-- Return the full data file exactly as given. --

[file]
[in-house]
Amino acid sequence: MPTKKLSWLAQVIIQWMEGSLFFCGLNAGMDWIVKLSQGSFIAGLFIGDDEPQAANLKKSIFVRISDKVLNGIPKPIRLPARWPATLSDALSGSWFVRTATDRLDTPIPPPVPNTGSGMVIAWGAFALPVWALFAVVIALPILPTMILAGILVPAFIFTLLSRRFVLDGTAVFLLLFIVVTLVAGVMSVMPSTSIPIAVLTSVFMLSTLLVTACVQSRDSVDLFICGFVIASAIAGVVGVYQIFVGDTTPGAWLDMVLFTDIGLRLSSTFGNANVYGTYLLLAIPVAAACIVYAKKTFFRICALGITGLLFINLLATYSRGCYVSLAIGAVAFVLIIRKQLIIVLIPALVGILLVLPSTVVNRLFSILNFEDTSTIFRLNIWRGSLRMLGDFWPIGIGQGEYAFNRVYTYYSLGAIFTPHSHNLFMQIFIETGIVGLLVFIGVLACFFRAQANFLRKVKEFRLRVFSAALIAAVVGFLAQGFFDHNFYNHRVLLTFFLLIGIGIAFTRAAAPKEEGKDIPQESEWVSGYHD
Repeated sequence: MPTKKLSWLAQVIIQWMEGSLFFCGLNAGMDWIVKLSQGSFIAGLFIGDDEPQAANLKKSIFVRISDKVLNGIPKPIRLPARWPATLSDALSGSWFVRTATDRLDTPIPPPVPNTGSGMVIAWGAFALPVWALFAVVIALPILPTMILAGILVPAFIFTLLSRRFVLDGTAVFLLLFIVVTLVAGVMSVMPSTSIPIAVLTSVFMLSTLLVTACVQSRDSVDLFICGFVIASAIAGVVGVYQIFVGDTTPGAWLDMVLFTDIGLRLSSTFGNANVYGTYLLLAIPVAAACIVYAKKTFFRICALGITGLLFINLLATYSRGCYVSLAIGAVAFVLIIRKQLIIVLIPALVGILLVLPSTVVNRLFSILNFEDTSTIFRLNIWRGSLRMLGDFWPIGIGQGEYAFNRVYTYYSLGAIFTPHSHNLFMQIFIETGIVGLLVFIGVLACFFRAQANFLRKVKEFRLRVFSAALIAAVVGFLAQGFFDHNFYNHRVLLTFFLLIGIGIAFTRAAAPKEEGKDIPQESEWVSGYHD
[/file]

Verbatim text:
[in-house]
Amino acid sequence: MPTKKLSWLAQVIIQWMEGSLFFCGLNAGMDWIVKLSQGSFIAGLFIGDDEPQAANLKKSIFVRISDKVLNGIPKPIRLPARWPATLSDALSGSWFVRTATDRLDTPIPPPVPNTGSGMVIAWGAFALPVWALFAVVIALPILPTMILAGILVPAFIFTLLSRRFVLDGTAVFLLLFIVVTLVAGVMSVMPSTSIPIAVLTSVFMLSTLLVTACVQSRDSVDLFICGFVIASAIAGVVGVYQIFVGDTTPGAWLDMVLFTDIGLRLSSTFGNANVYGTYLLLAIPVAAACIVYAKKTFFRICALGITGLLFINLLATYSRGCYVSLAIGAVAFVLIIRKQLIIVLIPALVGILLVLPSTVVNRLFSILNFEDTSTIFRLNIWRGSLRMLGDFWPIGIGQGEYAFNRVYTYYSLGAIFTPHSHNLFMQIFIETGIVGLLVFIGVLACFFRAQANFLRKVKEFRLRVFSAALIAAVVGFLAQGFFDHNFYNHRVLLTFFLLIGIGIAFTRAAAPKEEGKDIPQESEWVSGYHD
Repeated sequence: MPTKKLSWLAQVIIQWMEGSLFFCGLNAGMDWIVKLSQGSFIAGLFIGDDEPQAANLKKSIFVRISDKVLNGIPKPIRLPARWPATLSDALSGSWFVRTATDRLDTPIPPPVPNTGSGMVIAWGAFALPVWALFAVVIALPILPTMILAGILVPAFIFTLLSRRFVLDGTAVFLLLFIVVTLVAGVMSVMPSTSIPIAVLTSVFMLSTLLVTACVQSRDSVDLFICGFVIASAIAGVVGVYQIFVGDTTPGAWLDMVLFTDIGLRLSSTFGNANVYGTYLLLAIPVAAACIVYAKKTFFRICALGITGLLFINLLATYSRGCYVSLAIGAVAFVLIIRKQLIIVLIPALVGILLVLPSTVVNRLFSILNFEDTSTIFRLNIWRGSLRMLGDFWPIGIGQGEYAFNRVYTYYSLGAIFTPHSHNLFMQIFIETGIVGLLVFIGVLACFFRAQANFLRKVKEFRLRVFSAALIAAVVGFLAQGFFDHNFYNHRVLLTFFLLIGIGIAFTRAAAPKEEGKDIPQESEWVSGYHD